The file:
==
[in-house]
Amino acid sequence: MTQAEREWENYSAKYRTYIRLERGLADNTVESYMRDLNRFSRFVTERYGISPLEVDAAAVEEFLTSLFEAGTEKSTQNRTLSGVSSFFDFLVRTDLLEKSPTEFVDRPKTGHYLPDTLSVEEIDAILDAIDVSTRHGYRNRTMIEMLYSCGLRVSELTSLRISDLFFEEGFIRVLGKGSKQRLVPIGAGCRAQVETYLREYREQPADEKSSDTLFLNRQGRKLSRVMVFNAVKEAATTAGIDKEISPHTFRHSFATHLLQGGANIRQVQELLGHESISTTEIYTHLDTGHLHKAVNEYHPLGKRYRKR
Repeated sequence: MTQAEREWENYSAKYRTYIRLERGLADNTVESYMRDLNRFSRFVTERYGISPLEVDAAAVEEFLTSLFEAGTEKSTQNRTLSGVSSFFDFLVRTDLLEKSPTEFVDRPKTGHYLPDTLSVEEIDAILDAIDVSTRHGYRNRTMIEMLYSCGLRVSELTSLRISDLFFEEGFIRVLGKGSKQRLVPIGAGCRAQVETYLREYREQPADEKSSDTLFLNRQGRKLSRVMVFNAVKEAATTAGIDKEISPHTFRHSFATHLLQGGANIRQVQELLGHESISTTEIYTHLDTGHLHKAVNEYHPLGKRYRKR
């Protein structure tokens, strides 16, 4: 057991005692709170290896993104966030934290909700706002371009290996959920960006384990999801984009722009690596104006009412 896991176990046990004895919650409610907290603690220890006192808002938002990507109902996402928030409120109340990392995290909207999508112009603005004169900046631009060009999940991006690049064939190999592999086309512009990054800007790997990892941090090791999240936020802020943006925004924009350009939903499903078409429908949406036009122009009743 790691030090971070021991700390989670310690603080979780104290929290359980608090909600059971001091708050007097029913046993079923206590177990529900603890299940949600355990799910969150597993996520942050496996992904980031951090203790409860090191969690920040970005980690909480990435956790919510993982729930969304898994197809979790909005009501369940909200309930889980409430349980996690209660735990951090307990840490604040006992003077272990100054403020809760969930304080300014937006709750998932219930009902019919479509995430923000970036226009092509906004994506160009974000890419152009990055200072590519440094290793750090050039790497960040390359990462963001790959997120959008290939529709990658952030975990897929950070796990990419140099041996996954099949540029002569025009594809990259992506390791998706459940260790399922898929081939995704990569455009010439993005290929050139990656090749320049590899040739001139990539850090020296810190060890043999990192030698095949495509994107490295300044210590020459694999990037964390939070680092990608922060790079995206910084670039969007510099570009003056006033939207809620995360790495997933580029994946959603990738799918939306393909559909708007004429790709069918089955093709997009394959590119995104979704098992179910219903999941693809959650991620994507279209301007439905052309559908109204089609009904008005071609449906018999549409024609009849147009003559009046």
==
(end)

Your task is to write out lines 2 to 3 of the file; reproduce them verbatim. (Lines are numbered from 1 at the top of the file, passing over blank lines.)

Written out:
Amino acid sequence: MTQAEREWENYSAKYRTYIRLERGLADNTVESYMRDLNRFSRFVTERYGISPLEVDAAAVEEFLTSLFEAGTEKSTQNRTLSGVSSFFDFLVRTDLLEKSPTEFVDRPKTGHYLPDTLSVEEIDAILDAIDVSTRHGYRNRTMIEMLYSCGLRVSELTSLRISDLFFEEGFIRVLGKGSKQRLVPIGAGCRAQVETYLREYREQPADEKSSDTLFLNRQGRKLSRVMVFNAVKEAATTAGIDKEISPHTFRHSFATHLLQGGANIRQVQELLGHESISTTEIYTHLDTGHLHKAVNEYHPLGKRYRKR
Repeated sequence: MTQAEREWENYSAKYRTYIRLERGLADNTVESYMRDLNRFSRFVTERYGISPLEVDAAAVEEFLTSLFEAGTEKSTQNRTLSGVSSFFDFLVRTDLLEKSPTEFVDRPKTGHYLPDTLSVEEIDAILDAIDVSTRHGYRNRTMIEMLYSCGLRVSELTSLRISDLFFEEGFIRVLGKGSKQRLVPIGAGCRAQVETYLREYREQPADEKSSDTLFLNRQGRKLSRVMVFNAVKEAATTAGIDKEISPHTFRHSFATHLLQGGANIRQVQELLGHESISTTEIYTHLDTGHLHKAVNEYHPLGKRYRKR